Packing enum in u8

What is the current state of the art for mimicking the following

pub enum Foo {

and wanting to pack all this into a single u8

Context: storing voxel data, absolutely want to stuff into u8, as u16 = world half as big

You could do it using the unstable rustc_layout_scalar_valid_range_start and _end attributes.

pub struct U4(u8);

Beyond that, the only way I know to do it is by hand.


I don't think it's possible if the values (and thus payload types) overlap. Let's say it was something like

Bits of Foo
| 0 | 1 | 2 | 3 | 4 | 5 | 6 | 7 |
\           /    \              /
 ` discrim.'      `varnt. data '

If I have a &Foo and I do

if let Foo::F(ref boolean) = *foo { ... }

Now I have a reference to a bool that's not 0 or 1, and that's UB. And the byte is behind a &, so it's UB to change it.[1]

("But the value of the discriminant can be 0 for bool" doesn't defeat this argument because it has to be non-0 for something.)

However it could work if the values are non-overlapping, as then then the value can just be returned / the value indicates which variant it is, like NPO. But this means your two u4 would have to be distinct types, for example; if you wanted two bool-likes at least one of them can't be a 0-or-1 bool, etc.

(And it's not guaranteed you'll get the desired optimization if you do this. I didn't attempt it.)

  1. Without making the entire thing a Cell or such and thus non-Sync. Edit: That's nonsense, you just can't do it; even with a Cell you'd need to leave the discrim. bits unmodified so other existing shared references didn't lose their minds. ↩ī¸Ž

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I'd implement this by declaring a struct Foo(u8) then doing the bitpacking manually.

I'm sure there's a crate out there with a custom derive that'll achieve the same thing, but for something niche like this it's probably better to write the code yourself and have full control over how the voxels are laid out.

The issue with #[rustc_layout_scalar_valid_range_start] and friends is that you'll be 1) relying on unstable rustc-internal attributes, and 2) relying on the compiler to generate exactly what you want. It's also probably not possible to do with a normal enum anyway, because you are always allowed to take a reference to a field, and then you run into weirdness like how &bool expects to be exactly &0b0000_0001 or &0b0000_0000 and that won't probably be possible if you've also got to include a tag in that byte.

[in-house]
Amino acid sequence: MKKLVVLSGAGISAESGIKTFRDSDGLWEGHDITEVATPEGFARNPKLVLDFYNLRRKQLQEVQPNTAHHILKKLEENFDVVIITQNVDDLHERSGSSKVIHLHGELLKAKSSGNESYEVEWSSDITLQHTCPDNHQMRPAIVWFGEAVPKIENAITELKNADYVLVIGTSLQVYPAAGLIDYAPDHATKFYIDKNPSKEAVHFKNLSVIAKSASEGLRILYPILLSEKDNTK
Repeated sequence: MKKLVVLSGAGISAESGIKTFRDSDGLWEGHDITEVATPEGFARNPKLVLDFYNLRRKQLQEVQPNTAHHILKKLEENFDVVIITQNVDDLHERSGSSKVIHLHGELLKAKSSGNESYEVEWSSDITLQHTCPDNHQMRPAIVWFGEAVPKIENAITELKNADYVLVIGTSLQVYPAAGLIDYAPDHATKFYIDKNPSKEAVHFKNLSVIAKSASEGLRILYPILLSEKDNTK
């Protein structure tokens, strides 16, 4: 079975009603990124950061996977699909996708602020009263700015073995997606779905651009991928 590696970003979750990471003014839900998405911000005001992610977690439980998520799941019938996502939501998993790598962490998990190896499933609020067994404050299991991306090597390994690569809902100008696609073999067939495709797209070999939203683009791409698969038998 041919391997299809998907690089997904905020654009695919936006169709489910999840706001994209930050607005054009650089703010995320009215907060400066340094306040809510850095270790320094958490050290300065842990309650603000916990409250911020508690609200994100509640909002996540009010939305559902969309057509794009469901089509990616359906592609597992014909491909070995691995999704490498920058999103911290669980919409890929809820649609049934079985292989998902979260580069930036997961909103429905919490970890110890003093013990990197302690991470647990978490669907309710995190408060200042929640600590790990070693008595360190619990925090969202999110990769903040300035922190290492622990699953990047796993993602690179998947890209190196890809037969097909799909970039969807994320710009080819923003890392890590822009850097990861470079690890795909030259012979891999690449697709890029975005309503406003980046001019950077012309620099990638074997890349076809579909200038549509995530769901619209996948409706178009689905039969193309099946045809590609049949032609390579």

I think I misunderstood your argument. At the core of it, is it this: x86_64 ptrs only address bytes, and having the above "work" would require adressing individual bits of bytes ?

You could use the unpacked Foo by value in your APIs, but then bit-pack it smaller in your mass storage.

My point is in order to pack everything into one byte, you can't actually store a discriminant value at all -- the variant needs to be implicit in the value of the byte. Because you can get a reference to the variant field data, and that must be valid for the field data type -- not contaminated by some discriminant-tracking bits. And yeah, you can't get references to something smaller than a byte in Rust.

Bitfield crates have similar issues (they can't return references[1]), and have to return masked copies or whatnot.

But yeah, your example is small enough to make it unambiguous in terms of how many distinct values you need, but probably doing it yourself is a better bet than trying to maneuver Rust doing it for you in an enum (and as mentioned if you need two bools or something you'd have to do more work yourself anyway, even if you lucked out and got the enum working how you like size-wise).

  1. without a ton of caveats anyway ↩ī¸Ž

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And yeah, I don't think there's a good way (if a way at all) to get Rust to pack it for you.

Rust allows getting &muts to fields, which means they can't overlap, as writing to the field would overwrite the other fields. One day we'll hopefully have something like "move-only fields" so that pointers aren't allowed and the layout algorithms can be smarter, but that doesn't exist yet.

If you want bitpacking, use a crate -- maybe

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This doesn't prohibit the optimization — otherwise Option<bool> couldn't be 1 byte (which it is). Note that if you have a &bool or &mut bool, then

  • You must have matched the enum to find the bool-holding variant, so the reference points to a valid bool.
  • If you have an &mut bool then you have exclusive access, so nobody else can write a non-bool while you're looking.
  • You can only write, to a &mut bool, a value that is a valid bool, so it's not possible to write a different variant unintentionally.

The problem with bitfield references is that they might conflict with other references to different parts of the same byte but there are no such references here. In principle, there is nothing that stops rustc from using discriminant-less representations of variants whose representations don't overlap — it just doesn't currently implement that, except in the case where at most one variant has a non-ZST field.

Right, but that also means (as you mention indirectly) that no other variant can be a bool.

I'm almost always seeing people looking for enum Foo { A(bool), B(bool) }, not enum Bar { A(ZeroOrOne), B(TwoOrThree) }. Certainly if Rust had 0_u2 and 0_u4 (to pick types from the OP) they'd have the same representation byte as false.


If I may, I would suggest modular-bitfield as a crate. It's very nice. Apart from that I don't really get how that would be useful to OP.

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